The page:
Is this a start of an infection? I had a breast augmentation almost a month ago. (photos)

And I had no problems so far except for this one this morning before I took a shower it looked like the first picture after it looked like the second picture it doesn't really hurt but I'm just worried.

Doctor Answers 13

Is this a start of an infection? I had a breast augmentation almost a month ago

Thank you for the photo and question, you will need to visit our surgeon as soon as possible it look lıke you have ınflamation and ıt could get worse.

Breast augmentation

I would see your PS for advice regarding this. You look to have a problem with the wound and the skin edges are inflamed. The crucial thing is that the implant is protected by soft tissue. You need to be examined in person by your PS asap.

Gary L. Ross, MBChB, FRCS
Manchester Plastic Surgeon
5.0 out of 5 stars 138 reviews

Incision Worries

Thank you for posting your question and photos. It is best to see your plastic surgeon for an in-person exam and evaluation so that the cause of the skin separation can be thoroughly evaluated. Best wishes.

Benjamin J Cousins MD
Board Certified Plastic Surgeon  

Benjamin J. Cousins, MD
Miami Beach Plastic Surgeon
5.0 out of 5 stars 8 reviews

Open incision One Month Post Op


Thank you for your question and photo. It is not typical to have an open area like this picture shows one month after surgery. I recommend that you ask your Plastic Surgeon to examine you in person and rule out infection or serious issues.

All the best

Is this a start of an infection? I had a breast augmentation almost a month ago.

Thank you for your question and photographs.  As this wound appears to be enlarging I would recommend seeing your surgeon sooner than later for an in-person evaluation.  With your new implant nearby any wound causes potential compromise and should be investigated.  Best wishes. 

Nelson Castillo, MD
Atlanta Plastic Surgeon
5.0 out of 5 stars 38 reviews


Thanks for the question and photo.  I suggest you get into see your plastic surgeon right away.  A physical exam will be necessary to give you the correct recommendations.  It may just be some superficial breakdown or a reaction to an internal suture, but could also be a deeper, more concerning infection. Good luck!

Jeffrey Umansky, MD
La Jolla Plastic Surgeon
5.0 out of 5 stars 35 reviews

Breast augmentation - do I have an infection?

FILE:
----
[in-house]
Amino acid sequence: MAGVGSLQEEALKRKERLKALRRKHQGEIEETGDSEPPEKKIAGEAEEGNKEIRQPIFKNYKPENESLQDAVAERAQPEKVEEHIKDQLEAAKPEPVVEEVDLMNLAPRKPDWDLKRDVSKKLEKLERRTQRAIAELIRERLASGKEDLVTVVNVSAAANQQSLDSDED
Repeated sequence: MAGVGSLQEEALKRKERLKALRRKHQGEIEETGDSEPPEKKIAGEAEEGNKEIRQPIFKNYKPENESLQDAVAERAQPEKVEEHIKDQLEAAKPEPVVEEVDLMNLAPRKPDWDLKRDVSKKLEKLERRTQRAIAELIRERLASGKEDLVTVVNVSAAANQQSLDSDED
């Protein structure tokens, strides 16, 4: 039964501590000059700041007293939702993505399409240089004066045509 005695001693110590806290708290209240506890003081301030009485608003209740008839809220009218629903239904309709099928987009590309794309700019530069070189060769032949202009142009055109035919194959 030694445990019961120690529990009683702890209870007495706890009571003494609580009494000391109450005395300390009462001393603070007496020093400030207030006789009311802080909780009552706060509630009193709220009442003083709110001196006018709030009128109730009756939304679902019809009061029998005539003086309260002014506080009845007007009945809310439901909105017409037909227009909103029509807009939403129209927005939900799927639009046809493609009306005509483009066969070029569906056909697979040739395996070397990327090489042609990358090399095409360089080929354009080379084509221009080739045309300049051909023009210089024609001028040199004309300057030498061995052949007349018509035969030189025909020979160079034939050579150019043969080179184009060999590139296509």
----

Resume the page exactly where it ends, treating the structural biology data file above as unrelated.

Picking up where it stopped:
Thank you for your question about your breast augmentation.
  • I am sorry to tell you that an open wound a month after a breast augmentation is always a concern.
  • I strongly suggest that you contact your plastic surgery without delay and arrange to be seen.
Always see a Board Certified Plastic Surgeon.
Best wishes. Elizabeth Morgan MD PHD FACS

Best to Be Seen Today

You can develop superficial wounds like yours 4-6 weeks after surgery, and these are usually from absorbable sutures that your body isn't liking.  These absorbable sutures are usually placed deeper in the skin to hold your incision together for 6-8 weeks after surgery.  Your body usually absorbs most of these sutures, but it can push others to the surface of your incision, resulting in a superficial wound like yours.  I do, however, agree with the other plastic surgeons on this forum and think that you should be seen by your plastic surgeon today.  Good luck!

Ryan Marshall, DO
Missoula Plastic Surgeon
5.0 out of 5 stars 6 reviews

Needs an exam

Alert your surgeon as this is a wound breakdown near a breast implant.
It may stay small, but needs antibiotic ointment to cover it till your visit.

Postop wound opening

Whenever there is an opening, there is risk for implant contamination. Because photos cannot show the depth of the opening, you should see your plastic surgeon who can assess the situation and decide on a course of treatment. Best wishes. 

These answers are for educational purposes and should not be relied upon as a substitute for medical advice you may receive from your physician. If you have a medical emergency, please call 911. These answers do not constitute or initiate a patient/doctor relationship.